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Title: Ukraine aid — and US stockpiles — are running out. What’s next?
Source: [None]
URL Source: https://responsiblestatecraft.org/2 ... es-are-running-out-whats-next/
Published: May 18, 2023
Author: Kelley Beaucar Vlahos
Post Date: 2023-05-18 07:55:50 by Ada
Keywords: None
Views: 50

Capitol Hill is already talking about the next big tranche of assistance, despite a lack of battlefield — and political — clarity.

There might be a massive new Ukraine aid budget debate on the horizon, as Uncle Sam is depleting the last one at a record pace and Pentagon stockpiles are, by all accounts, running low.

According to a new report by Defense One, some $36.4 billion of the $48.9 billion allocated for Ukraine-related military aid since February 2022 has been delivered, contracted, or “otherwise committed.” There is only $11.3 billion left, and it will “run out in four months.”

The most recent allocation ($1.2 billion last week) came under the U.S. Security Assistance Initiative, which means the additional air defense systems, artillery rounds, and ammunition that have been promised will be farmed out to U.S. defense contractors and won’t be ready for shipment right away. Alternatively, aid has come via the Presidential Drawdown Authority, which sends Ukraine weapons directly from the Pentagon’s stockpiles. According to the Department of Defense, there have been 37 such drawdowns totaling over $21 billion in weapons and supplies since August 2021 when the U.S. first responded to Russian forces massing along the border with Ukraine.

But now reports indicate that American stockpiles of HIMARS, Javelins, Stinger missiles, and 155 mm artillery rounds have been shrinking since late last year, and arms manufacturers are now scrambling to keep up.

This has led the U.S. to go out on an ammo-raising spree, gathering pledges from allies and partners. Some, like South Korea, have resisted but found a way to comply. According to the Wall Street Journal, Washington has sent Ukraine more than one million rounds of 155 mm caliber ammunition, and allies and partners have contributed more on top of that. Moreover, NATO and European partners are being pressed to send whatever they have from their own stockpiles for Ukraine’s anticipated counteroffensive.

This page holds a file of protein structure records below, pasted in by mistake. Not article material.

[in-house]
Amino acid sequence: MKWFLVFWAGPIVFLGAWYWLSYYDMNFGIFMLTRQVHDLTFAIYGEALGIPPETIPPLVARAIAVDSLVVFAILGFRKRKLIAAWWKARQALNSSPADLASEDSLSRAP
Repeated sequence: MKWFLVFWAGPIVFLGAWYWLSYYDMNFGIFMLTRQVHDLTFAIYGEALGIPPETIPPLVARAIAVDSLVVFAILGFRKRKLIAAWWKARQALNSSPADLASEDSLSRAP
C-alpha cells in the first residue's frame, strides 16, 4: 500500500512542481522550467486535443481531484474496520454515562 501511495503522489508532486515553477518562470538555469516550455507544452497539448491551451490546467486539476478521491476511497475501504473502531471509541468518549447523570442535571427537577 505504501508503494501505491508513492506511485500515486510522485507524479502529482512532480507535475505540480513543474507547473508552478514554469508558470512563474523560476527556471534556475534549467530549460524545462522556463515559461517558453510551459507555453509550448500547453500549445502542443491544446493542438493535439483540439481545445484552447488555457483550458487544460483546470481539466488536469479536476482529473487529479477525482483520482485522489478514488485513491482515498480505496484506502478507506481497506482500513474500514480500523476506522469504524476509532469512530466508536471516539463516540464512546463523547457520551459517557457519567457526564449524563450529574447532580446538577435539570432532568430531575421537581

So where does this leave us? It would seem that defense contractors need additional money and capacity to backfill the stores. Without more, Ukraine with be under-supplied for both its counteroffensive and whatever follows it. Meanwhile, American stockpiles are waning, which hurts readiness.

One congressional aide “who closely tracks the issue” told POLITICO this week that the money to draw down existing U.S. stockpiles will expire in July. According to the report, which speculated when and how big the next aid package will be, “that would mean the flow of equipment could be disrupted if Kyiv has to wait an extended period for a new tranche of funding.” Would it be included in the appropriations process, or a supplemental? “I expect there will need to be a supplemental at some point,” Senator Susan Collins (R-Maine) told POLITICO. “It’s also clear that it’s taken far too long to get munitions and tanks delivered to the Ukrainians.”

But as Sam Skove points out in his Defense One report, there is the nagging issue of Republican members of Congress who have said they would not support another “blank check” to Ukraine and would expect not only greater oversight but also an articulation of a diplomatic strategy for ending the war before they would support another multi-billion-dollar package. Their position not only reflects a need for a full accounting for where the money is going, but also concern that the American economy right now cannot afford what has become the most expensive U.S.-war- that-is-not-a-U.S.-war in history.

In addition, Skove points out:

American public support for the war is also flagging. Both Democrat and Republican voters’ willingness to pay for the war has fallen, according to a recent poll by the Brookings Institution think tank. For example, the share of Democratic respondents willing to support Ukraine even if it meant higher energy prices at home dipped from 80% last October to 65% last month.

As the president ramps up for what should be a grueling 2024 re-election campaign, what happens on the battlefield in the next few months will no doubt signal how much more the U.S. will press on with such limitless assistance. There is certainly a constituency for continuing “for as long as it takes,” but it’s clear now that our stockpiles are not limitless, and neither is American patience, especially when their own economic security is at stake.

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